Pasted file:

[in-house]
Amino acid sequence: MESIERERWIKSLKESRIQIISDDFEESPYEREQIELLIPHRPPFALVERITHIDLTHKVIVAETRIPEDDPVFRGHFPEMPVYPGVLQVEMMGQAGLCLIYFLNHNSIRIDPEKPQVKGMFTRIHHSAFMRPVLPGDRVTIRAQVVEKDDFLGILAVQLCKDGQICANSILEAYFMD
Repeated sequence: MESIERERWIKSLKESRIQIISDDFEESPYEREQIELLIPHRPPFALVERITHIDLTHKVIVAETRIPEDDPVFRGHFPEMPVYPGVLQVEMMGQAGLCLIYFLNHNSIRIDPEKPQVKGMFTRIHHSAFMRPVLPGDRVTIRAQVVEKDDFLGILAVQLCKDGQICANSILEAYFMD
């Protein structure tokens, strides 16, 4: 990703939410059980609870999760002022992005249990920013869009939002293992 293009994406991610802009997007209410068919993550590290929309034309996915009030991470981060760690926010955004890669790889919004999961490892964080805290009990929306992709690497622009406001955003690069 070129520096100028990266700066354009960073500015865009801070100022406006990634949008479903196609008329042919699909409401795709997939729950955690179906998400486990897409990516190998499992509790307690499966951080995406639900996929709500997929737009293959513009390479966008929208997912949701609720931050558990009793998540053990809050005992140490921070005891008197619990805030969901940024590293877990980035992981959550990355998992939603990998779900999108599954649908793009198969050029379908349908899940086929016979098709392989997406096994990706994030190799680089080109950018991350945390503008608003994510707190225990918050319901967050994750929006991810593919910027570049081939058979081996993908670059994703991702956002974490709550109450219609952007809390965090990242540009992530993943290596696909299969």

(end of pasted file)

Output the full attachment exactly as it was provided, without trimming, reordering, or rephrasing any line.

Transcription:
[in-house]
Amino acid sequence: MESIERERWIKSLKESRIQIISDDFEESPYEREQIELLIPHRPPFALVERITHIDLTHKVIVAETRIPEDDPVFRGHFPEMPVYPGVLQVEMMGQAGLCLIYFLNHNSIRIDPEKPQVKGMFTRIHHSAFMRPVLPGDRVTIRAQVVEKDDFLGILAVQLCKDGQICANSILEAYFMD
Repeated sequence: MESIERERWIKSLKESRIQIISDDFEESPYEREQIELLIPHRPPFALVERITHIDLTHKVIVAETRIPEDDPVFRGHFPEMPVYPGVLQVEMMGQAGLCLIYFLNHNSIRIDPEKPQVKGMFTRIHHSAFMRPVLPGDRVTIRAQVVEKDDFLGILAVQLCKDGQICANSILEAYFMD
């Protein structure tokens, strides 16, 4: 990703939410059980609870999760002022992005249990920013869009939002293992 293009994406991610802009997007209410068919993550590290929309034309996915009030991470981060760690926010955004890669790889919004999961490892964080805290009990929306992709690497622009406001955003690069 070129520096100028990266700066354009960073500015865009801070100022406006990634949008479903196609008329042919699909409401795709997939729950955690179906998400486990897409990516190998499992509790307690499966951080995406639900996929709500997929737009293959513009390479966008929208997912949701609720931050558990009793998540053990809050005992140490921070005891008197619990805030969901940024590293877990980035992981959550990355998992939603990998779900999108599954649908793009198969050029379908349908899940086929016979098709392989997406096994990706994030190799680089080109950018991350945390503008608003994510707190225990918050319901967050994750929006991810593919910027570049081939058979081996993908670059994703991702956002974490709550109450219609952007809390965090990242540009992530993943290596696909299969």